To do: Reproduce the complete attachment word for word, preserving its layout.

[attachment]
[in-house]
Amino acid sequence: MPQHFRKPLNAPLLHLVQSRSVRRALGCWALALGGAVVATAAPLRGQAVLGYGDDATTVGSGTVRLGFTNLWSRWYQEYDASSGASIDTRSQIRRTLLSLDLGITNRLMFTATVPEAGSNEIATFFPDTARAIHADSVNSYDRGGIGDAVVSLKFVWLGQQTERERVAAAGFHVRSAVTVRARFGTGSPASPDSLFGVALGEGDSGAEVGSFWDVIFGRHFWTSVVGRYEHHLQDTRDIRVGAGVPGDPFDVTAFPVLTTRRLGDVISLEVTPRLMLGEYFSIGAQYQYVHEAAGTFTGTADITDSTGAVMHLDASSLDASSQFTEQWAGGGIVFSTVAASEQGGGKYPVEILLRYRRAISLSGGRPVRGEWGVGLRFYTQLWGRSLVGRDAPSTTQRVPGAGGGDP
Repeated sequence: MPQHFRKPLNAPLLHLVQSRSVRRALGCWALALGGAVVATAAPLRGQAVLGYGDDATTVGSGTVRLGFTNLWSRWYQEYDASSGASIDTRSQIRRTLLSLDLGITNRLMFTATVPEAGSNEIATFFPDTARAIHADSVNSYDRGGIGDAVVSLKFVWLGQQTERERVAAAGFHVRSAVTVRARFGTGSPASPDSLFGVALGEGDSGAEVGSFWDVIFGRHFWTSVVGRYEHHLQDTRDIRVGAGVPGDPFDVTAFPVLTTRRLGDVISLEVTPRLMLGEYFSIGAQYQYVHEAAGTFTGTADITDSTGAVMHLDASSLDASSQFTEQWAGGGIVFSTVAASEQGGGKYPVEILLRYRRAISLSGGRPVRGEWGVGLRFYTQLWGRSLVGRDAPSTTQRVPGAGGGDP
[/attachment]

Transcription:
[in-house]
Amino acid sequence: MPQHFRKPLNAPLLHLVQSRSVRRALGCWALALGGAVVATAAPLRGQAVLGYGDDATTVGSGTVRLGFTNLWSRWYQEYDASSGASIDTRSQIRRTLLSLDLGITNRLMFTATVPEAGSNEIATFFPDTARAIHADSVNSYDRGGIGDAVVSLKFVWLGQQTERERVAAAGFHVRSAVTVRARFGTGSPASPDSLFGVALGEGDSGAEVGSFWDVIFGRHFWTSVVGRYEHHLQDTRDIRVGAGVPGDPFDVTAFPVLTTRRLGDVISLEVTPRLMLGEYFSIGAQYQYVHEAAGTFTGTADITDSTGAVMHLDASSLDASSQFTEQWAGGGIVFSTVAASEQGGGKYPVEILLRYRRAISLSGGRPVRGEWGVGLRFYTQLWGRSLVGRDAPSTTQRVPGAGGGDP
Repeated sequence: MPQHFRKPLNAPLLHLVQSRSVRRALGCWALALGGAVVATAAPLRGQAVLGYGDDATTVGSGTVRLGFTNLWSRWYQEYDASSGASIDTRSQIRRTLLSLDLGITNRLMFTATVPEAGSNEIATFFPDTARAIHADSVNSYDRGGIGDAVVSLKFVWLGQQTERERVAAAGFHVRSAVTVRARFGTGSPASPDSLFGVALGEGDSGAEVGSFWDVIFGRHFWTSVVGRYEHHLQDTRDIRVGAGVPGDPFDVTAFPVLTTRRLGDVISLEVTPRLMLGEYFSIGAQYQYVHEAAGTFTGTADITDSTGAVMHLDASSLDASSQFTEQWAGGGIVFSTVAASEQGGGKYPVEILLRYRRAISLSGGRPVRGEWGVGLRFYTQLWGRSLVGRDAPSTTQRVPGAGGGDP